Robert Crowley, was a stationer, poet, polemicist and Protestant clergyman among Marian exiles at Frankfurt. He seems to have been a Henrician Evangelical in favour of a more reformed Protestantism than the king and the Church of England sanctioned. Under Edward VI, he joined a London network of evangelical stationers to argue for reforms, sharing a vision of his contemporaries Hugh Latimer, Thomas Lever, Thomas Beccon and others of England as a reformed Christian commonwealth. He attacked as inhibiting reform what he saw as corruption and uncharitable self-interest among the clergy and wealthy. Meanwhile, Crowley took part in making the first printed editions of Piers Plowman, the first translation of the Gospels into Welsh, and the first complete metrical psalter in English, which was also the first to include harmonised music. Towards the end of Edward's reign and later, Crowley criticised the Edwardian Reformation as compromised and saw the dissolution of the monasteries as replacing one form of corruption by another. On his return to England after the reign of Mary I, Crowley revised his chronicle to represent the Edwardian Reformation as a failure, due to figures like Thomas Seymour, 1st Baron Seymour of Sudeley, Edward Seymour, 1st Duke of Somerset and John Dudley, 1st Duke of Northumberland. Crowley's account of the Marian martyrs represented them as a cost mostly paid by commoners. The work became a source for John Foxe's account of the period in his Actes and Monuments. Crowley held church positions in the early to mid-1560s and sought change from the pulpit and within the church hierarchy. Against the Elizabethan Religious Settlement, Crowley was a leader in the renewed vestments controversy, which eventually lost him his clerical posts. During the dispute he and other London clergy produced a "first Puritan manifesto". Late in life Crowley was restored to several church posts and appears to have charted a more moderate course in defending it from Roman Catholicism and from nonconformist factions that espoused a Presbyterian church polity.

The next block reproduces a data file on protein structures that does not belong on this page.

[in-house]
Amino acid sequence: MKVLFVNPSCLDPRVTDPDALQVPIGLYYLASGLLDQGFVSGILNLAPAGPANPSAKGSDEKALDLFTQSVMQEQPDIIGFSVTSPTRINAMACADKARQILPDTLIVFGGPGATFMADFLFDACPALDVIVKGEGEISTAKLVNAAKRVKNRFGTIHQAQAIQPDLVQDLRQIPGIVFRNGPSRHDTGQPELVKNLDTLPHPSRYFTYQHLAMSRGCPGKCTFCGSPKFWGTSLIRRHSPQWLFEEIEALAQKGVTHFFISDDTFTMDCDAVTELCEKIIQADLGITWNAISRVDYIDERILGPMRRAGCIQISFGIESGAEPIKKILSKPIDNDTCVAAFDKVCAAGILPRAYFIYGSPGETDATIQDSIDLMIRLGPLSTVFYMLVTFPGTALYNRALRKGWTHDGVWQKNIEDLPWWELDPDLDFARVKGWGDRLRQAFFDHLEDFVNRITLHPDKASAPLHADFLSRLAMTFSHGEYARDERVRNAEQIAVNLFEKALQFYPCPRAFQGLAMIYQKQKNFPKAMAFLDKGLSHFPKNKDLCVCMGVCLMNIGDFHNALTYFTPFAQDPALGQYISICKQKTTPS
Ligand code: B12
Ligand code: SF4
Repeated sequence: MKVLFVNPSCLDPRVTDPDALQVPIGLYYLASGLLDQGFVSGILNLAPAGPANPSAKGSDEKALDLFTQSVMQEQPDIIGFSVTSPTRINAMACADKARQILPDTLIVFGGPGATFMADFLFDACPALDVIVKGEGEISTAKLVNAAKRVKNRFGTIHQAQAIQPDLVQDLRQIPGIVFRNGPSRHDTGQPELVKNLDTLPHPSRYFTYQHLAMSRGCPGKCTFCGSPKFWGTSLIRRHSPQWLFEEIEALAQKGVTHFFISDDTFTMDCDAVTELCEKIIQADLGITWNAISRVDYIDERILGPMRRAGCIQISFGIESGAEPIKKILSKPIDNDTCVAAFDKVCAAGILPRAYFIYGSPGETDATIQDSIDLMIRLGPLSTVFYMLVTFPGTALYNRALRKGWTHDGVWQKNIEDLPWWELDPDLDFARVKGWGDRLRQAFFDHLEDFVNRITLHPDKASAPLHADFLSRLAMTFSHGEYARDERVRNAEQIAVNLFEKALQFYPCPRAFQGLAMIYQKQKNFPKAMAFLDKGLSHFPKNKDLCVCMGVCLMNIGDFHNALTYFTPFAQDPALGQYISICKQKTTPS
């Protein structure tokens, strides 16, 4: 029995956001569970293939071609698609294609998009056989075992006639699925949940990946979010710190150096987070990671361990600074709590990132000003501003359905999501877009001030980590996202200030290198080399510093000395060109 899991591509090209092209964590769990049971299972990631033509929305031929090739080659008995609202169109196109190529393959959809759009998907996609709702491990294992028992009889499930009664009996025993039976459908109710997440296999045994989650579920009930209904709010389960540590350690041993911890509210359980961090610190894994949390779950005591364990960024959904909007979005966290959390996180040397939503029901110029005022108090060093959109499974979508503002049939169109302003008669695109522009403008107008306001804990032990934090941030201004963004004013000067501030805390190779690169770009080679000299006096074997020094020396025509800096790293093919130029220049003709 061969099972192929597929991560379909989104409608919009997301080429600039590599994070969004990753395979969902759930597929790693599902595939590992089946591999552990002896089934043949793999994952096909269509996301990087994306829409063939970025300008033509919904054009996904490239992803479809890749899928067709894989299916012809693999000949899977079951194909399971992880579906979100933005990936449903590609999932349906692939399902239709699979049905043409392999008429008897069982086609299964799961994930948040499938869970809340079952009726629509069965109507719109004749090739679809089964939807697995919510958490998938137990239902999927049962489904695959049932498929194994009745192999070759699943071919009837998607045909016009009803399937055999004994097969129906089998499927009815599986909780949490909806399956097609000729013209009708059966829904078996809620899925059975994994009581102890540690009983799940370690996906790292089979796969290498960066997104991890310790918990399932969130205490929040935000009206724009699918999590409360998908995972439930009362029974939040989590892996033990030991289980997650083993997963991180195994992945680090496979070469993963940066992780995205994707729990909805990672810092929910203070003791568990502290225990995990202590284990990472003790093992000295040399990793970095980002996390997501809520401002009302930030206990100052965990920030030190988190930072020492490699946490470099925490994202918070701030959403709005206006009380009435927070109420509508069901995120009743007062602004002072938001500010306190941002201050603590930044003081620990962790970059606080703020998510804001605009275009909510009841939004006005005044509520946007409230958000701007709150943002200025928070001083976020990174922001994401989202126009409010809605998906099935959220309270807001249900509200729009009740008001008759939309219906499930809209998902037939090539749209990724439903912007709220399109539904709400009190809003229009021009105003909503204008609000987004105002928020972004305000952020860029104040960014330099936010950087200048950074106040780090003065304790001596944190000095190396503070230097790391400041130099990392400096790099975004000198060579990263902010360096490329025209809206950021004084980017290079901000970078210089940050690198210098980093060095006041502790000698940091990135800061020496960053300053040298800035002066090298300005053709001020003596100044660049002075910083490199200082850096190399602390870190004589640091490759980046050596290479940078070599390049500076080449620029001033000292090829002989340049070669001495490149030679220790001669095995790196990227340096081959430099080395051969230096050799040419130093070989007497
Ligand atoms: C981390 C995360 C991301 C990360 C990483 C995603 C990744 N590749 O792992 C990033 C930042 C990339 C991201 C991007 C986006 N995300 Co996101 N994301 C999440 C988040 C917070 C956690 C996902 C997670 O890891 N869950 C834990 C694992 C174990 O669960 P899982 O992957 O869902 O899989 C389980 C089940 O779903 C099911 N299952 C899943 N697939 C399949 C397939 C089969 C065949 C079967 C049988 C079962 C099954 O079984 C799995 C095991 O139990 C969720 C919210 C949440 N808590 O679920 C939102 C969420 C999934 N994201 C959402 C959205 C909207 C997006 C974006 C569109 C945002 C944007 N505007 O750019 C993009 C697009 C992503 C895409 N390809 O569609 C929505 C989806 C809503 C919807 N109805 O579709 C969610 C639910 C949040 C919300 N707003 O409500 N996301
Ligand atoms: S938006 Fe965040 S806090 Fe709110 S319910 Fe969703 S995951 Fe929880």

Psalm 23 is the 23rd psalm of the Book of Psalms, beginning in English in the King James Version: "The Lord is my shepherd". In Latin, it is known by the incipit, "Dominus reget me". The Book of Psalms is part of the third section of the Hebrew Bible, and a book of the Christian Old Testament. In the slightly different numbering system used in the Greek Septuagint and Latin Vulgate translations of the Bible, this psalm is Psalm 22.
Decisions concerning the conduct of public worship in the Church of Scotland are entirely at the discretion of the parish minister. As a result, a wide variety of musical resources are used. However, at various times in its history, the General Assembly has commissioned volumes of psalms and hymns for use by congregations.
Exclusive psalmody is the practice of singing only the biblical Psalms in congregational singing as worship. Today it is practised by several Protestant, especially Reformed denominations. Hymns besides the Psalms have been composed by Christians since the earliest days of the church, but psalms were preferred by the early church and used almost exclusively until the end of the fourth century. During the Protestant Reformation, Martin Luther and many other reformers, including those associated with the Reformed tradition, used hymns as well as psalms, but John Calvin preferred the Psalms and they were the only music allowed for worship in Geneva. This became the norm for the next 200 years of Reformed worship. Hymnody became acceptable again for the Reformed in the middle of the nineteenth century, though several denominations, notably the Reformed Presbyterians, continue the practice of exclusive psalmody.